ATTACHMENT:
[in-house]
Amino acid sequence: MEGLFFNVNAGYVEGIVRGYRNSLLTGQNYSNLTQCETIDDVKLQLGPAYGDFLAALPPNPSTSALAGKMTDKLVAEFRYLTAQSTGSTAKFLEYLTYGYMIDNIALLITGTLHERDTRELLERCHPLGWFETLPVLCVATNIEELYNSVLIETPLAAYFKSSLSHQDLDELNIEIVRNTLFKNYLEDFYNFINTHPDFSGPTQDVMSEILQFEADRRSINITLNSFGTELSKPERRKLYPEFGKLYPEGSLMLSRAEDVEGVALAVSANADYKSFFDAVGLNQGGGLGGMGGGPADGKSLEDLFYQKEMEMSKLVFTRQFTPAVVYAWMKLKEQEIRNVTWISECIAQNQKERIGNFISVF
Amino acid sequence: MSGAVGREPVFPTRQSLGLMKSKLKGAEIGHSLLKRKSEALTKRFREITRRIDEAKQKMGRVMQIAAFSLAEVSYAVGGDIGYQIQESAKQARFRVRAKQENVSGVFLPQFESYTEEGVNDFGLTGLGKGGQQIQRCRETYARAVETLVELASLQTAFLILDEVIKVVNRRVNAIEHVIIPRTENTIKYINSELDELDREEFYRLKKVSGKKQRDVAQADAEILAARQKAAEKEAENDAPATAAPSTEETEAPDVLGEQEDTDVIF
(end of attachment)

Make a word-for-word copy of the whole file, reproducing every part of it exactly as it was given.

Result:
[in-house]
Amino acid sequence: MEGLFFNVNAGYVEGIVRGYRNSLLTGQNYSNLTQCETIDDVKLQLGPAYGDFLAALPPNPSTSALAGKMTDKLVAEFRYLTAQSTGSTAKFLEYLTYGYMIDNIALLITGTLHERDTRELLERCHPLGWFETLPVLCVATNIEELYNSVLIETPLAAYFKSSLSHQDLDELNIEIVRNTLFKNYLEDFYNFINTHPDFSGPTQDVMSEILQFEADRRSINITLNSFGTELSKPERRKLYPEFGKLYPEGSLMLSRAEDVEGVALAVSANADYKSFFDAVGLNQGGGLGGMGGGPADGKSLEDLFYQKEMEMSKLVFTRQFTPAVVYAWMKLKEQEIRNVTWISECIAQNQKERIGNFISVF
Amino acid sequence: MSGAVGREPVFPTRQSLGLMKSKLKGAEIGHSLLKRKSEALTKRFREITRRIDEAKQKMGRVMQIAAFSLAEVSYAVGGDIGYQIQESAKQARFRVRAKQENVSGVFLPQFESYTEEGVNDFGLTGLGKGGQQIQRCRETYARAVETLVELASLQTAFLILDEVIKVVNRRVNAIEHVIIPRTENTIKYINSELDELDREEFYRLKKVSGKKQRDVAQADAEILAARQKAAEKEAENDAPATAAPSTEETEAPDVLGEQEDTDVIF